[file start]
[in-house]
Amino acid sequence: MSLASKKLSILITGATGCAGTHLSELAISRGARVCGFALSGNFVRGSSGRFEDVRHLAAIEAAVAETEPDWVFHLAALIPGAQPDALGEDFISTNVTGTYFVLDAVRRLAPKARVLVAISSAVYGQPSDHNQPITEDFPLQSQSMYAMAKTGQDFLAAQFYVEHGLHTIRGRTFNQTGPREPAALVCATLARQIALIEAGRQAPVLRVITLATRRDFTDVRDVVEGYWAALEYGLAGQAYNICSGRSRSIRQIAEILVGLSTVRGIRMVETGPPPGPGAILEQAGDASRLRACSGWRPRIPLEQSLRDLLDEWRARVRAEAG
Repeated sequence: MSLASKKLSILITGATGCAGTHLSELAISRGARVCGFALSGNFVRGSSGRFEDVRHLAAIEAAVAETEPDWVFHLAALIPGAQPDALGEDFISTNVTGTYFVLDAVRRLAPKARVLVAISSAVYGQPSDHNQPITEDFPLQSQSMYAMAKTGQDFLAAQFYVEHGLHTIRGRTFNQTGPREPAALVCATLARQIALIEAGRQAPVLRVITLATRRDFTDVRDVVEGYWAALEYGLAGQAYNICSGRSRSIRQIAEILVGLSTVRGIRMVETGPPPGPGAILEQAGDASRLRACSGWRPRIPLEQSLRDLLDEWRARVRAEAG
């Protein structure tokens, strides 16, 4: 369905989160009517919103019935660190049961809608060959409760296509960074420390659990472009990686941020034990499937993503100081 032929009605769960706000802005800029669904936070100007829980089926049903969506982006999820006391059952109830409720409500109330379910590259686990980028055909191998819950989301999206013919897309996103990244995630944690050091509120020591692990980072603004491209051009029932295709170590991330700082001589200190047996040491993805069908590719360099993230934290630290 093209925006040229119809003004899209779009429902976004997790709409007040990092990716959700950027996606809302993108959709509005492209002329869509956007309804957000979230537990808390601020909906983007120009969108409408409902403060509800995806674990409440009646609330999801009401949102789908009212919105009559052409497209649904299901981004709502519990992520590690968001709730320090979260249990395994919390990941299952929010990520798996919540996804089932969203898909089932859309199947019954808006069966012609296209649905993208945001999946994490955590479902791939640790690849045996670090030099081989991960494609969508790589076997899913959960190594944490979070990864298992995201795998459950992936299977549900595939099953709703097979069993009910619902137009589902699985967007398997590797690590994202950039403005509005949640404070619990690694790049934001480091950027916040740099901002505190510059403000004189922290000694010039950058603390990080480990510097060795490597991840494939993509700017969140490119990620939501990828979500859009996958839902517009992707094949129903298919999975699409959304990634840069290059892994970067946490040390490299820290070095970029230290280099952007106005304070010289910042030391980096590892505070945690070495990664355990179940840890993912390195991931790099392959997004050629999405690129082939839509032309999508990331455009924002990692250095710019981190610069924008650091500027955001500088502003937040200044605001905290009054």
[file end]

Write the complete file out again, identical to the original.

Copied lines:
[in-house]
Amino acid sequence: MSLASKKLSILITGATGCAGTHLSELAISRGARVCGFALSGNFVRGSSGRFEDVRHLAAIEAAVAETEPDWVFHLAALIPGAQPDALGEDFISTNVTGTYFVLDAVRRLAPKARVLVAISSAVYGQPSDHNQPITEDFPLQSQSMYAMAKTGQDFLAAQFYVEHGLHTIRGRTFNQTGPREPAALVCATLARQIALIEAGRQAPVLRVITLATRRDFTDVRDVVEGYWAALEYGLAGQAYNICSGRSRSIRQIAEILVGLSTVRGIRMVETGPPPGPGAILEQAGDASRLRACSGWRPRIPLEQSLRDLLDEWRARVRAEAG
Repeated sequence: MSLASKKLSILITGATGCAGTHLSELAISRGARVCGFALSGNFVRGSSGRFEDVRHLAAIEAAVAETEPDWVFHLAALIPGAQPDALGEDFISTNVTGTYFVLDAVRRLAPKARVLVAISSAVYGQPSDHNQPITEDFPLQSQSMYAMAKTGQDFLAAQFYVEHGLHTIRGRTFNQTGPREPAALVCATLARQIALIEAGRQAPVLRVITLATRRDFTDVRDVVEGYWAALEYGLAGQAYNICSGRSRSIRQIAEILVGLSTVRGIRMVETGPPPGPGAILEQAGDASRLRACSGWRPRIPLEQSLRDLLDEWRARVRAEAG
């Protein structure tokens, strides 16, 4: 369905989160009517919103019935660190049961809608060959409760296509960074420390659990472009990686941020034990499937993503100081 032929009605769960706000802005800029669904936070100007829980089926049903969506982006999820006391059952109830409720409500109330379910590259686990980028055909191998819950989301999206013919897309996103990244995630944690050091509120020591692990980072603004491209051009029932295709170590991330700082001589200190047996040491993805069908590719360099993230934290630290 093209925006040229119809003004899209779009429902976004997790709409007040990092990716959700950027996606809302993108959709509005492209002329869509956007309804957000979230537990808390601020909906983007120009969108409408409902403060509800995806674990409440009646609330999801009401949102789908009212919105009559052409497209649904299901981004709502519990992520590690968001709730320090979260249990395994919390990941299952929010990520798996919540996804089932969203898909089932859309199947019954808006069966012609296209649905993208945001999946994490955590479902791939640790690849045996670090030099081989991960494609969508790589076997899913959960190594944490979070990864298992995201795998459950992936299977549900595939099953709703097979069993009910619902137009589902699985967007398997590797690590994202950039403005509005949640404070619990690694790049934001480091950027916040740099901002505190510059403000004189922290000694010039950058603390990080480990510097060795490597991840494939993509700017969140490119990620939501990828979500859009996958839902517009992707094949129903298919999975699409959304990634840069290059892994970067946490040390490299820290070095970029230290280099952007106005304070010289910042030391980096590892505070945690070495990664355990179940840890993912390195991931790099392959997004050629999405690129082939839509032309999508990331455009924002990692250095710019981190610069924008650091500027955001500088502003937040200044605001905290009054």